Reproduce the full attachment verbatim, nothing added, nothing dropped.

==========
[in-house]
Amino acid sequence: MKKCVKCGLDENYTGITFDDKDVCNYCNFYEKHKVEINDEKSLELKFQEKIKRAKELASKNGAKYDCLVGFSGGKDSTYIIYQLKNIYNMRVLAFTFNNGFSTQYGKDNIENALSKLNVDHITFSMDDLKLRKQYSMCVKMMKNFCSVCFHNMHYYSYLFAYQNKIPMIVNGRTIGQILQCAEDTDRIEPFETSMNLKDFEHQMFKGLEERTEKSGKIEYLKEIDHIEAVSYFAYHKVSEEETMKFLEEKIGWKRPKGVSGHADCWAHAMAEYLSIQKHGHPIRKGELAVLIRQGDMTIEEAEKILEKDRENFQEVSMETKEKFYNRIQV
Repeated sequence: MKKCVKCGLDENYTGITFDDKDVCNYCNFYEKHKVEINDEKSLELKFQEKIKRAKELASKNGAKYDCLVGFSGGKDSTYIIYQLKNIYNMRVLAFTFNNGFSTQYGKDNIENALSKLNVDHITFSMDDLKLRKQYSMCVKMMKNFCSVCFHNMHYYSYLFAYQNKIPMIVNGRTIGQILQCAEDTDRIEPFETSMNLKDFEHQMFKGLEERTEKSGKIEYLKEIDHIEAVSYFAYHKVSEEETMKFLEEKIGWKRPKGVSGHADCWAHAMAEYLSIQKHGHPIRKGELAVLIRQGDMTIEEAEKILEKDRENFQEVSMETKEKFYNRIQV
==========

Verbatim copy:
[in-house]
Amino acid sequence: MKKCVKCGLDENYTGITFDDKDVCNYCNFYEKHKVEINDEKSLELKFQEKIKRAKELASKNGAKYDCLVGFSGGKDSTYIIYQLKNIYNMRVLAFTFNNGFSTQYGKDNIENALSKLNVDHITFSMDDLKLRKQYSMCVKMMKNFCSVCFHNMHYYSYLFAYQNKIPMIVNGRTIGQILQCAEDTDRIEPFETSMNLKDFEHQMFKGLEERTEKSGKIEYLKEIDHIEAVSYFAYHKVSEEETMKFLEEKIGWKRPKGVSGHADCWAHAMAEYLSIQKHGHPIRKGELAVLIRQGDMTIEEAEKILEKDRENFQEVSMETKEKFYNRIQV
Repeated sequence: MKKCVKCGLDENYTGITFDDKDVCNYCNFYEKHKVEINDEKSLELKFQEKIKRAKELASKNGAKYDCLVGFSGGKDSTYIIYQLKNIYNMRVLAFTFNNGFSTQYGKDNIENALSKLNVDHITFSMDDLKLRKQYSMCVKMMKNFCSVCFHNMHYYSYLFAYQNKIPMIVNGRTIGQILQCAEDTDRIEPFETSMNLKDFEHQMFKGLEERTEKSGKIEYLKEIDHIEAVSYFAYHKVSEEETMKFLEEKIGWKRPKGVSGHADCWAHAMAEYLSIQKHGHPIRKGELAVLIRQGDMTIEEAEKILEKDRENFQEVSMETKEKFYNRIQV